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What Is Sport Psychology?

by Monica A. Frank, Ph.D.
"...misconceptions include thinking that sport psychology is for treating athletes with mental disorders or that it is simply focused on getting an athlete through a slump or that it is just fluff."
Frequently, people have many misconceptions about what sport psychology is and how it is applied. These misconceptions stem from making assumptions based on a limited understanding of psychology and how it is used in applied settings. In particular, misconceptions include thinking that sport psychology is for treating athletes with mental disorders or that it is simply focused on getting an athlete through a slump or that it is just fluff. There is also a great deal of confusion about the credentials of a sport psychologist primarily because there has been controversy within the field as to the appropriate credentials.

Simply speaking, sport psychology is the application of psychological principles to sport and athletes. However, in reality, understanding the field of sport psychology is more complicated. Using the term “psychology” in relation to psychological efforts with athletes can be both an asset as well as hindrance to understanding the field. Primarily, “psychology” is such a frequently used term in our society that everyone has developed a personal understanding of what it involves which has great potential of being inaccurate. The term “psychology” can be an asset in the application of psychological principles to sport because psychology as a field has become much more acceptable to the public. It seems that every time a person flips through the television channels they are likely to see a psychologist talking about something or other. Not only have people become more familiar with psychological concepts, they also tend to view psychologists as knowledgeable and as providing information useful to everyday life. However, the flip side is that most people know someone who sees a clinical psychologist or therapist for a mental problem. In our society there has been a stigma attached to mental problems which are frequently seen as a weakness. Therefore, many people have attached negative connotations to seeing a psychologist and may misunderstand the nature of seeing a sport psychologist.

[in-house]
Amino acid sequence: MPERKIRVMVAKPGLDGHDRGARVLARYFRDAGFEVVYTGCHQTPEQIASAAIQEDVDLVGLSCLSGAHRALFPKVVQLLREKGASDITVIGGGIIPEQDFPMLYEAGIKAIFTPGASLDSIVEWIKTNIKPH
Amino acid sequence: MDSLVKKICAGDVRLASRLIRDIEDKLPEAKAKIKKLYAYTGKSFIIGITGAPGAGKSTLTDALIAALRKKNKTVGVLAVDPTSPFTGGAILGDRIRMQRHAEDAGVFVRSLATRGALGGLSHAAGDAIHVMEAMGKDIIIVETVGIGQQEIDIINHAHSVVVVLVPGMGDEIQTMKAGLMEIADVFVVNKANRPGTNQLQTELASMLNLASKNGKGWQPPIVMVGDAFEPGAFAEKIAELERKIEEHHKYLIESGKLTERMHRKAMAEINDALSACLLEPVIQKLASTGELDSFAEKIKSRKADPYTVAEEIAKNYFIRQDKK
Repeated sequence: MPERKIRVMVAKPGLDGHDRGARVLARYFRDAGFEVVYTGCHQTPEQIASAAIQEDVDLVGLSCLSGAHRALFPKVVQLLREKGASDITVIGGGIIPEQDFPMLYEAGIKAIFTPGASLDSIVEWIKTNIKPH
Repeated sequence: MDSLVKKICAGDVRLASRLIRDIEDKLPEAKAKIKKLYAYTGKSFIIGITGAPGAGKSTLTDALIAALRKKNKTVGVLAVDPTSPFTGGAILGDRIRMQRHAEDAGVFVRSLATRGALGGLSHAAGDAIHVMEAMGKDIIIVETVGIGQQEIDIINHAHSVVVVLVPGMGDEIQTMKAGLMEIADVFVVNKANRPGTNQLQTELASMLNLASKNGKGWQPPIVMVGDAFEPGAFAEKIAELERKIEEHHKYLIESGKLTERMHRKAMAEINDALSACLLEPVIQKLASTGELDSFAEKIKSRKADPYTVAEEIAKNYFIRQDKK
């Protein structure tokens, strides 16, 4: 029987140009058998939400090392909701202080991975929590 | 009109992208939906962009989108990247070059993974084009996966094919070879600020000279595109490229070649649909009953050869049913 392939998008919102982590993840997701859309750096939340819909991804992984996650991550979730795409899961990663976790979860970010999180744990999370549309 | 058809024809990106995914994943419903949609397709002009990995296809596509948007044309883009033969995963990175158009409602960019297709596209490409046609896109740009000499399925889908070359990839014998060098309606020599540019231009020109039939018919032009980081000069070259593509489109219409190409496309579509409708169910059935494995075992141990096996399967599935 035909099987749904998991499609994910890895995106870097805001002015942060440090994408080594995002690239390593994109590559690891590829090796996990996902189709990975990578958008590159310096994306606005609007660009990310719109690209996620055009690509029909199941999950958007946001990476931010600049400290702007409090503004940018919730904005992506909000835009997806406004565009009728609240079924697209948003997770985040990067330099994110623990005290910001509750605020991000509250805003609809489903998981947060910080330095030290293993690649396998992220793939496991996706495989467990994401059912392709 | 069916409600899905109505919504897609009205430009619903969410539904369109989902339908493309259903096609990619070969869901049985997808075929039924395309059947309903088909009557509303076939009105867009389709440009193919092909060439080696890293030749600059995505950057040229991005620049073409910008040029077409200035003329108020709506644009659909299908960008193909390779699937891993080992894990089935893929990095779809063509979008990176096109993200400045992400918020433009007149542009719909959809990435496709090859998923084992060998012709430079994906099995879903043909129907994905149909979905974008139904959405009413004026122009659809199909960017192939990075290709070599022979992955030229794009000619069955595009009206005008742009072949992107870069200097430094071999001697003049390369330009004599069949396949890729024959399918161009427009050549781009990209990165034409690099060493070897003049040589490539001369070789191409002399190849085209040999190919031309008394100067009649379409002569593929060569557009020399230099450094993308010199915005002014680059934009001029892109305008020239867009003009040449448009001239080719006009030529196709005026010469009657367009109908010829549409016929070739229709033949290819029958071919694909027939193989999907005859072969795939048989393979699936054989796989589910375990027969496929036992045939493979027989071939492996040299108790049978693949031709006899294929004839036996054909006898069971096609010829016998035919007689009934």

It is difficult for a relatively new field such as sport psychology to define itself especially in the minds of the public. First, the field has to demonstrate its unique contribution to both research and practice. If it is not shown to be unique, then it is subsumed under another part of the field. Sport psychology has met this criterion; in particular, without additional education and specialized training a psychologist cannot ethically or legally be described as a “sport psychologist.” A new field must also develop a research base to contribute to the advancement of knowledge and practice within the field. Sport psychology has been able to develop a relatively significant amount of research base in the last fifteen years; this has been aided by general experimental researchers often using athletes as an easily identifiable and obtainable population.